PET scans can indicate the effectiveness of therapies for glioma, a malignant brain cancer, and for locally advanced rectal cancer.
PET scans can indicate the effectiveness of therapies among patients receiving treatment for glioma, a malignant brain cancer, and for those with locally advanced rectal cancer, according to two studies presented at the Society of Nuclear Medicine’s Annual Meeting in Miami Beach, Fla.
In the first study, from the UCLA David Geffen School of Medicine in Los Angeles, Calif., researchers found that molecular imaging with F-18-FDOPA PET scans, combined with an amino acid imaging probe gauged whether glioma was still active as early as two weeks after the start of treatment, without use of an invasive biopsy.
Thirty patients with recurrent high-grade gliomas underwent F-18-FDOPA PET scans immediately before treatment with bevacizumab combination therapy. They were scanned again at two and six weeks after therapy.
Researchers compared the PET scans with MRI images, looking for treatment response. They found that patients who responded positively to treatment, as evidenced with the PET imaging, lived three times longer than those who responded poorly since the start of treatment.
“It is especially important to be able to tell whether a treatment is effective in patients with this cancer because it is extremely malignant - the typical life expectancy is only about one year,” said Wei Chen, MD, PhD, an associate clinical professor of molecular and medicinal pharmacology for the Ahmanson Biological Imaging Center at the university. “There is currently no reliable non-invasive tool to predict treatment response in patients with malignant gliomas. The availability of molecular imaging methods like this one using amino-acid positron emission tomography is crucial for a rapid and accurate prediction of treatment outcomes.”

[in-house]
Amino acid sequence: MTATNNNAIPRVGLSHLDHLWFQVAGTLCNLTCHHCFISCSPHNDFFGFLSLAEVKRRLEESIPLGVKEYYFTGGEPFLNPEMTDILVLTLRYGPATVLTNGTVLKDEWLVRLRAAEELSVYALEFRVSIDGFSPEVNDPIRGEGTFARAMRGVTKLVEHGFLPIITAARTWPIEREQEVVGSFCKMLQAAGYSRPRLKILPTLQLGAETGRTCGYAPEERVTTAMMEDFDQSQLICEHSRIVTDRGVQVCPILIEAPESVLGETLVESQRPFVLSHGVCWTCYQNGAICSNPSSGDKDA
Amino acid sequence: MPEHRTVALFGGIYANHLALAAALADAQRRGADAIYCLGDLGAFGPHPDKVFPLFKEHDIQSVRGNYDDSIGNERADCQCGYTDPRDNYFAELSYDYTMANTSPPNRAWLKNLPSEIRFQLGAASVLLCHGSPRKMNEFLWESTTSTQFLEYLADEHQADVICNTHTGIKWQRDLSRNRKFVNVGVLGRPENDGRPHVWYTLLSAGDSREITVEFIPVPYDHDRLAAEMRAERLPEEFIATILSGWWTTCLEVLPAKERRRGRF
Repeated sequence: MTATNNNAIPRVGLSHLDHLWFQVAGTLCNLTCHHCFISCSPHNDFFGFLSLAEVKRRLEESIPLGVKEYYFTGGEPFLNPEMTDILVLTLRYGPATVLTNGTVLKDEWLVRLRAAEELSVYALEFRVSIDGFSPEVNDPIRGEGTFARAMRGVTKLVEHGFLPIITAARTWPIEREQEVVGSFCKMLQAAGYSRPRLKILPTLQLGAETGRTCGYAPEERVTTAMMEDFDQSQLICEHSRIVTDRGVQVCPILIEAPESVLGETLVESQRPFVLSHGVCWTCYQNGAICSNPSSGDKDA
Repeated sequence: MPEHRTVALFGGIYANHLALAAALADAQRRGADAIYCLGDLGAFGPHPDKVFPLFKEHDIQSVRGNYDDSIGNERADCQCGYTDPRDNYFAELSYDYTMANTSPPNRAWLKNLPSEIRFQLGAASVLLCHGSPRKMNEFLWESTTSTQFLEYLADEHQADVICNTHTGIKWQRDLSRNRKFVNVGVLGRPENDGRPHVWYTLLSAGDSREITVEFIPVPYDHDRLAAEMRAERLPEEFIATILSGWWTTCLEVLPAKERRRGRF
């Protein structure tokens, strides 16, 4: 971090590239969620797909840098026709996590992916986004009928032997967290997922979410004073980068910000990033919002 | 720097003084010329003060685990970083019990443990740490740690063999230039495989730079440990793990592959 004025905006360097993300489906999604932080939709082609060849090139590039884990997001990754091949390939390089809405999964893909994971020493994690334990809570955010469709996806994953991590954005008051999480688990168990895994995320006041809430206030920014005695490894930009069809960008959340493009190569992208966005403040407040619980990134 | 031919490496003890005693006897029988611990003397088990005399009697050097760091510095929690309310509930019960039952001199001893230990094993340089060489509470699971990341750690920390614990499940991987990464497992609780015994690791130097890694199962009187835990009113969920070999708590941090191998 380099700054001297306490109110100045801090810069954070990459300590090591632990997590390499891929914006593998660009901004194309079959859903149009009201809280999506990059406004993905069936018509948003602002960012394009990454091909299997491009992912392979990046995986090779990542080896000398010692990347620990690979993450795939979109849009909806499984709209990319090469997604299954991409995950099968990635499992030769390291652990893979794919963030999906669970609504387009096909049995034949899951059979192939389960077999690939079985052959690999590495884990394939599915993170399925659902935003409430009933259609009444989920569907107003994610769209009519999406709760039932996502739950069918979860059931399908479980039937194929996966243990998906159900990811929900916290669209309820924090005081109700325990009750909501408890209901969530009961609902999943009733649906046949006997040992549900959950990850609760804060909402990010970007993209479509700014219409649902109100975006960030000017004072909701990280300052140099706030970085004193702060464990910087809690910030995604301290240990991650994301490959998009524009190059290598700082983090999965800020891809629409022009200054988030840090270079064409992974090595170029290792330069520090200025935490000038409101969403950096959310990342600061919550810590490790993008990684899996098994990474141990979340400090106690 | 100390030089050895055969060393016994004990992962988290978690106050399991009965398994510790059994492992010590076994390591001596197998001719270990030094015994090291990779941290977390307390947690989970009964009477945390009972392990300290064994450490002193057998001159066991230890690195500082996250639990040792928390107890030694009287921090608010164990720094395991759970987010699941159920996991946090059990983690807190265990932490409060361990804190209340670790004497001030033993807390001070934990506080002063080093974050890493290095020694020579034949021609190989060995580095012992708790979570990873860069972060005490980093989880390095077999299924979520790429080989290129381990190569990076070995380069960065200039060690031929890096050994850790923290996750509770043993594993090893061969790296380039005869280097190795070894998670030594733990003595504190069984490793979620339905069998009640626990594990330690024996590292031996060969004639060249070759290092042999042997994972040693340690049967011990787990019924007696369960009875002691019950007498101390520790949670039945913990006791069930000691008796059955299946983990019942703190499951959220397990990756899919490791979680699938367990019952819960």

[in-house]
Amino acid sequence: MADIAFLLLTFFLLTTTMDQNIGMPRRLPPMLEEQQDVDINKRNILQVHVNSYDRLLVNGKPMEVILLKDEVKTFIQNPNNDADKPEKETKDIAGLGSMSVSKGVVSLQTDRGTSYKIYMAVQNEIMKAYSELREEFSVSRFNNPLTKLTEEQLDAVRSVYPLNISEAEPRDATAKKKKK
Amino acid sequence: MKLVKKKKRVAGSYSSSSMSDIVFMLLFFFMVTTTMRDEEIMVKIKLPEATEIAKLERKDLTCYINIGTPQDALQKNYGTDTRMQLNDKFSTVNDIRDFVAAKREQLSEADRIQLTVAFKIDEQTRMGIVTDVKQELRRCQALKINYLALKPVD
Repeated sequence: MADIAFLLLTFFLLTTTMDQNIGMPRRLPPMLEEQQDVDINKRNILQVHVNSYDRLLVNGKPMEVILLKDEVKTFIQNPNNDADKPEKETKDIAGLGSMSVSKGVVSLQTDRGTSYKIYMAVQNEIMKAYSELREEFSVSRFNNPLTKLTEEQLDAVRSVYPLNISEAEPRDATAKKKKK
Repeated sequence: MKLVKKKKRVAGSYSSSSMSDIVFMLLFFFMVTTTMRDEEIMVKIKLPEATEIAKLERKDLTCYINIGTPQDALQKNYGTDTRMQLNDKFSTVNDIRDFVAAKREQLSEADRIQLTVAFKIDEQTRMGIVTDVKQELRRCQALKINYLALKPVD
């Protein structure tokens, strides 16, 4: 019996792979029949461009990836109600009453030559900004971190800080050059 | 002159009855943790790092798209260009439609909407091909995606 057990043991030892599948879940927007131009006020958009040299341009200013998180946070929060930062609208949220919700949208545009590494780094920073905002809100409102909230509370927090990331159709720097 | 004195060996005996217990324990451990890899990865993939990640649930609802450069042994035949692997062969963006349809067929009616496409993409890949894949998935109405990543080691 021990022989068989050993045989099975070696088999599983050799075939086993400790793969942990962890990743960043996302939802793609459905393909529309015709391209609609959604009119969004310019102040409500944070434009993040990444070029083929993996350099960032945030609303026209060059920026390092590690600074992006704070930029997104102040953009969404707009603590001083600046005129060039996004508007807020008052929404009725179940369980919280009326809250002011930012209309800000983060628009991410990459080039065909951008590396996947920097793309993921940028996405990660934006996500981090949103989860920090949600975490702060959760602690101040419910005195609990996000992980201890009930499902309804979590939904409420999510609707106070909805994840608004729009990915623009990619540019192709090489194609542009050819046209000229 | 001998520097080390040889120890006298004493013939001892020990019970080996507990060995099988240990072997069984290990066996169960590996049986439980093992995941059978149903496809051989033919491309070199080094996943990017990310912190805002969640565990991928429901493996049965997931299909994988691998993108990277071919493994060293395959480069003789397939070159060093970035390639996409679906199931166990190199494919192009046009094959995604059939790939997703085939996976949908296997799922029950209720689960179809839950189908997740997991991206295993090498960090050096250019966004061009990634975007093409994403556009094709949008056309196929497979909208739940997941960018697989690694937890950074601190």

In the second study, from Napoli, Italy, researchers found that molecular imaging biomarkers can be used to approximate how an experimental radiochemotherapy will work as treatment for locally advanced rectal cancer.
Forty-six patients with locally advanced rectal cancer with poor prognosis received three courses of chemotherapy during external radiation therapy. They also received bevacizumab four days before the two first courses of chemotherapy. Researchers scanned the patients three times (before treatment, after 12 days and again after surgery) using PET/CT with F-18 fluorodeoxyglucose (FDG). Thirty-seven patients were found to respond positively to the therapy, a 15 percent better response than was found with previous methods of treatment.
Scans performed just before surgery were not good indicators of response to the injected treatments. However, the F-18 FDG ET/CT studies from the twelfth day showed a positive correlation with outcomes confirmed at surgery.
“This provides more evidence that early and close monitoring of the patient with PET/CT during the first phase of a patient’s course of treatment can increase the predictive value of the response assessment,” said Luigi Aloj, MD, lead author of the study. “These results could potentially lead to more research for the use of PET/CT to not only predict response to therapy, but to tailor more aggressive treatment for non-responsive patients.”